* Upon each consecutive Address Registration, the 6LN increases the * Upon each consecutive Address Registration, the 6LN increases the
TID field in the EARO, as prescribed by [RFC8505] section 5.2. TID field in the EARO, as prescribed by [RFC8505] section 5.2.
* The 6LN may use any of the 6LRs to which it register to forward * The 6LN may use any of the 6LRs to which it register to forward
skipping to change at page 20, line 43 skipping to change at page 20, line 43
Also as prescribed by [RFC8505], the 6LR generates an EDAR message Also as prescribed by [RFC8505], the 6LR generates an EDAR message
upon reception of a valid NS(EARO) message for the Address upon reception of a valid NS(EARO) message for the Address
Registration of a new IPv6 Address by a 6LN. If the Duplicate Registration of a new IPv6 Address by a 6LN. If the Duplicate
Address exchange succeeds, then the 6LR installs an NCE. If the "R" Address exchange succeeds, then the 6LR installs an NCE. If the "R"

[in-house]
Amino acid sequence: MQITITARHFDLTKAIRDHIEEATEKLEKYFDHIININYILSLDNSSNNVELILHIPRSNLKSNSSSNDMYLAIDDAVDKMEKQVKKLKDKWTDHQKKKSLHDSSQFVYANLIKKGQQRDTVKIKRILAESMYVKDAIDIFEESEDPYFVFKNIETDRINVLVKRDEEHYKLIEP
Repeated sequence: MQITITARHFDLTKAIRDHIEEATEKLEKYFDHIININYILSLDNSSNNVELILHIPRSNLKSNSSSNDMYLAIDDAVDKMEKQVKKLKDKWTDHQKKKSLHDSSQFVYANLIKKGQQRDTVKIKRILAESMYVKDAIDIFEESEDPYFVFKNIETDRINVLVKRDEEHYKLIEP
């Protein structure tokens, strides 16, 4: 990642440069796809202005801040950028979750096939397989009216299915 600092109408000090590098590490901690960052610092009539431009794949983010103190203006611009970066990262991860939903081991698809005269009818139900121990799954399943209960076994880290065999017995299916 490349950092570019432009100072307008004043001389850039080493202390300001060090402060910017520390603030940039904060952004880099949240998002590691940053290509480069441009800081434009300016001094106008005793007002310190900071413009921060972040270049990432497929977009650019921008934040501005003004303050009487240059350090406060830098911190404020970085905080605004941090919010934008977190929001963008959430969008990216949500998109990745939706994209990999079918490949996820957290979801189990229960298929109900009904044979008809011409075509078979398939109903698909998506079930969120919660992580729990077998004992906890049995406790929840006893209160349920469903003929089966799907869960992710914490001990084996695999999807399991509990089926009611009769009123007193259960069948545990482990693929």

flag was set in the EARO of the NS message, and this 6LR can manage flag was set in the EARO of the NS message, and this 6LR can manage
the reachability of Registered Address, then the 6LR sets the "R" the reachability of Registered Address, then the 6LR sets the "R"
flag in the EARO of the NA message that is sends in response. flag in the EARO of the NA message that is sends in response.
From then on, the 6LN periodically sends a new NS(EARO) to refresh From then on, the 6LN periodically sends a new NS(EARO) to refresh
the NCE state before the lifetime indicated in the EARO expires, with the NCE state before the lifetime indicated in the EARO expires, with
TID that is incremented each time till it wraps in a lollipop fashion a TID that is incremented each time till it wraps in a lollipop
(see section 5.2.1 of [RFC8505] which is fully compatible with fashion (see section 5.2.1 of [RFC8505] which is fully compatible